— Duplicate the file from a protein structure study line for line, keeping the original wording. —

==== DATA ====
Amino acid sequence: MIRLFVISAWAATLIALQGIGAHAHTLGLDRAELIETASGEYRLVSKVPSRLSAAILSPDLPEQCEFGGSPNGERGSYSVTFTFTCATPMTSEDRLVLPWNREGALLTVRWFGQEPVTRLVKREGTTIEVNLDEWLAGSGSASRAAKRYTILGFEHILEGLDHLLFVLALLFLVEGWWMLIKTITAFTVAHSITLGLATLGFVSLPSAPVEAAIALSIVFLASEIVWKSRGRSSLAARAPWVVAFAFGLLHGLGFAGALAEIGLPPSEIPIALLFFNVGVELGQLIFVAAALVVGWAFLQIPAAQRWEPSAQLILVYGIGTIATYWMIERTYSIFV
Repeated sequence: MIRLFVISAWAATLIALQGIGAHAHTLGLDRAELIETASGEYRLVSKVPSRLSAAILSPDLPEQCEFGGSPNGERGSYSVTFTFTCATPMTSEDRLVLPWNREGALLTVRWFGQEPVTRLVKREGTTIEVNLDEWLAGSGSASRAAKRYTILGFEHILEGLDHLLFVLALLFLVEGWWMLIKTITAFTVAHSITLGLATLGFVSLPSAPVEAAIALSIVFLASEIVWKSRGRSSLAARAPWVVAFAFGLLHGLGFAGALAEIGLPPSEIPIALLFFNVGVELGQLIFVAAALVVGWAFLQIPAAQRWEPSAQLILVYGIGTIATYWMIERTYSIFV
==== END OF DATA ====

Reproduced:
Amino acid sequence: MIRLFVISAWAATLIALQGIGAHAHTLGLDRAELIETASGEYRLVSKVPSRLSAAILSPDLPEQCEFGGSPNGERGSYSVTFTFTCATPMTSEDRLVLPWNREGALLTVRWFGQEPVTRLVKREGTTIEVNLDEWLAGSGSASRAAKRYTILGFEHILEGLDHLLFVLALLFLVEGWWMLIKTITAFTVAHSITLGLATLGFVSLPSAPVEAAIALSIVFLASEIVWKSRGRSSLAARAPWVVAFAFGLLHGLGFAGALAEIGLPPSEIPIALLFFNVGVELGQLIFVAAALVVGWAFLQIPAAQRWEPSAQLILVYGIGTIATYWMIERTYSIFV
Repeated sequence: MIRLFVISAWAATLIALQGIGAHAHTLGLDRAELIETASGEYRLVSKVPSRLSAAILSPDLPEQCEFGGSPNGERGSYSVTFTFTCATPMTSEDRLVLPWNREGALLTVRWFGQEPVTRLVKREGTTIEVNLDEWLAGSGSASRAAKRYTILGFEHILEGLDHLLFVLALLFLVEGWWMLIKTITAFTVAHSITLGLATLGFVSLPSAPVEAAIALSIVFLASEIVWKSRGRSSLAARAPWVVAFAFGLLHGLGFAGALAEIGLPPSEIPIALLFFNVGVELGQLIFVAAALVVGWAFLQIPAAQRWEPSAQLILVYGIGTIATYWMIERTYSIFV